For the past several weeks, we have been sharing ideas about number sense in middle school and discussing how students who struggle with math concepts generally also struggle with number sense. If your campus implements the RTI (response to intervention) process, then you know these students who struggle need a Tier 2 intervention. Today, I want to share some ideas on how to get started with math intervention.
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From our survey of teachers who are responsible for math intervention, I learned that math intervention takes on quite a few different forms. From utilizing class time, to dedicated classes, to an interventionist pulling students across campus, there are many iterations of the same attempt at a solution.
However, some of the biggest struggles that teachers identified were, “I just don’t know the best place to start,” or “Where should I start?” or “What is the most important thing to start with?”
I also really resonated with the fact that principals know there are students who are not on grade level, and they know that something needs to be done, but the general consensus was that there is little direction or support given to these intervention classes. I can relate.
Let me tell you my story…
For three years, I taught a targeted math intervention class to students who did not master the previous grade-level content. These students were assigned to a second math class of the day, and I was tasked with the responsibility of planning for this class in addition to my on-level and pre-AP classes. The first year was a terrible flop. I was overwhelmed with the needs of my six other classes and felt that this last class seemed to get the very last bit of me. I struggled to plan for it, and no one offered any better solutions.
By the second year, I knew I had to be better prepared and spent the summer planning and organizing. A co-teacher was added to that class, and we eventually began dabbling with small groups. There was traction, I had fewer behavior challenges, my students were more motivated, and I was less overwhelmed. I still didn’t have great resources, but I was making myself (and my co-teacher) more of a resource. By year three, I added technology stations and some number sense activities and continued to work with small groups. I also added pre-teaching to my mix.
It was still far from perfect, but there was so much progress from that first year… I started to believe in small groups and saw students gain confidence and a deeper understanding. My students were performing sooo much better, and I could see their behavior change in our on-level class.
I tell you all of this to say that I have been there feeling like I didn’t know where to start. You aren’t alone, and if I could connect the hundreds of teachers who contact me, we would be like one giant support group. 🙂
Here are my best suggestions for getting started.
How to Get Started with math Intervention
1. Use the data you have
One of the questions that I get also surrounds universal screeners and what data to use. I think that because of the RTI model and the general culture of schools, we can be obsessed with data (anyone have a data wall, a data binder, and data meetings?). The reality is we likely have more data than we need, so use what you have. If it’s a local district benchmark, then look at the data to identify the skills needed to solve the question and target those skills.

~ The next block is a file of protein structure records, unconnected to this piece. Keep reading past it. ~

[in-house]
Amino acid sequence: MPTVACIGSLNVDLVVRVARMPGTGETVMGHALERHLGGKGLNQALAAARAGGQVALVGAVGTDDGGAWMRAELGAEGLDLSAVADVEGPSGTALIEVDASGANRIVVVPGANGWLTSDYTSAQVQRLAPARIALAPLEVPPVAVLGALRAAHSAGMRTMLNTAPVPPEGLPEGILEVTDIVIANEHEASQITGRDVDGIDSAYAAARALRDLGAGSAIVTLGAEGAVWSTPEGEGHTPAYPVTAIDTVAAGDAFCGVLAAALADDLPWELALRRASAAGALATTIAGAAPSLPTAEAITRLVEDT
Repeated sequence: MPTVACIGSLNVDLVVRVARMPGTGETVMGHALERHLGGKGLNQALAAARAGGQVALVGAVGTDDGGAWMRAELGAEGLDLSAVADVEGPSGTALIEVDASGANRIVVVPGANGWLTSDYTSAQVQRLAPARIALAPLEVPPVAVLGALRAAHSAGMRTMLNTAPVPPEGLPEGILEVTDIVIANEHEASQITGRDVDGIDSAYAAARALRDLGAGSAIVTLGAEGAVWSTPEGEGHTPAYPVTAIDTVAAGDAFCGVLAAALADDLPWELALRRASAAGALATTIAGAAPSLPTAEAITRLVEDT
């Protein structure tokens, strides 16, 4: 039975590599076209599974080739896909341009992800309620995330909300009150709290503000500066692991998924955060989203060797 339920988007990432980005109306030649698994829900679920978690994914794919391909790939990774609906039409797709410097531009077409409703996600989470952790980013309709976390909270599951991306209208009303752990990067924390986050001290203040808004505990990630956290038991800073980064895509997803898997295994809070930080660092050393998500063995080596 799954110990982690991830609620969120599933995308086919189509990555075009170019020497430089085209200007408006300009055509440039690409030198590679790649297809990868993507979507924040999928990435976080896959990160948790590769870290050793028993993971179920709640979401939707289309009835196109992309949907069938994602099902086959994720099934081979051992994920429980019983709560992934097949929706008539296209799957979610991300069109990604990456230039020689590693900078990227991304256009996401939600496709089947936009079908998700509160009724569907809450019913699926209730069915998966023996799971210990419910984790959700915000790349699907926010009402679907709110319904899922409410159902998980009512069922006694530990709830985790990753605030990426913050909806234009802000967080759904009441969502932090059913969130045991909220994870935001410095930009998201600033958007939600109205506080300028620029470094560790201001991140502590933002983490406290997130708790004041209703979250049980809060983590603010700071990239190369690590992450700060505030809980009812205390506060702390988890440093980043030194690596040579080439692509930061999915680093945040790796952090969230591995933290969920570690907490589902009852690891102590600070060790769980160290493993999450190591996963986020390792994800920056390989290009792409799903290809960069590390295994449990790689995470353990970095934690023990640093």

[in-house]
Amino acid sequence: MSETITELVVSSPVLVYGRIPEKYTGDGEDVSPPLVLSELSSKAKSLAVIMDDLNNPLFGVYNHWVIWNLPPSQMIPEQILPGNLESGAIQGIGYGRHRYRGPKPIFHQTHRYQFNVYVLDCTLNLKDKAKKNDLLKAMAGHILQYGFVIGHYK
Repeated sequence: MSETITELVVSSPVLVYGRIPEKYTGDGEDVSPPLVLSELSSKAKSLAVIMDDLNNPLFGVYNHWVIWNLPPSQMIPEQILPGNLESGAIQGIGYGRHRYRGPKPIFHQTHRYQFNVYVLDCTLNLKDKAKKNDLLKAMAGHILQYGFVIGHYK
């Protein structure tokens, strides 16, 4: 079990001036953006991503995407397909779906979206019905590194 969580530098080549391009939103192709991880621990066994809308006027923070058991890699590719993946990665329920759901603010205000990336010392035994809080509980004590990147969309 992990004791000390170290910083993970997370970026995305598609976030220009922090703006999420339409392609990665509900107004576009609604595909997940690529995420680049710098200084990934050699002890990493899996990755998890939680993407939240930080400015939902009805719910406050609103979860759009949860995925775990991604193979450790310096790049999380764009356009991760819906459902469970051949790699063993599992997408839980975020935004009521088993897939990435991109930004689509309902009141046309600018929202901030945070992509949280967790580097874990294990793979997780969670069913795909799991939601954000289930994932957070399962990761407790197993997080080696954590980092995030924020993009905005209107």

Intervention is skill-based.
A curriculum is standards-based.
You cannot intervene on a standard; they are too large and not targeted enough for a student to be able to show mastery.
2. Build the relationship
If I had to nail the most pivotal aspect of math intervention, it would be the relationship. Middle school is a tough age as it is: now imagine having struggled in a class that you have to go to each and every day. You have likely struggled for years, and yet you don’t get to opt out. If you think of it from your students’ perspective, then you likely will have just a bit more compassion when they are off-task or giving up.
My most favorite ways to build a relationship:
- Greet students at the door
- Compliment a student: “I like your new haircut” or “I saw you perform in the pep rally– way to go!”
- Ask questions
- Assume the best
- Teach them how to use their voice
3. Don’t wait for perfect behavior
I mentioned earlier that I started using small groups. What I didn’t mention was that my students’ behavior was not perfect. If I waited for perfect behavior, then I would still be waiting.
You know your students best, so I would say group them the best you can and set high expectations of what you would like to see. It will not go perfectly. Then, change up the groups and see if that helps. Offer an incentive for staying on-task or showing their work.
4. Do the best you can with what you are given
Another highly mentioned item on the survey was the general lack of resources. I totally agree, and that is why we are trying to solve that problem for you (and your students). However, do the best you can with what you are given. In a dream world, we would all be provided with excellent resources by schools and districts. In the real world, I would encourage you to use the resources you have to begin working with your students in a small group and a targeted manner. I personally think a personal whiteboard, a dry erase marker, and math manipulatives are an excellent starting place for a small group.
Do you have any suggestions for how to get started with math intervention? Please share your thoughts in the comments.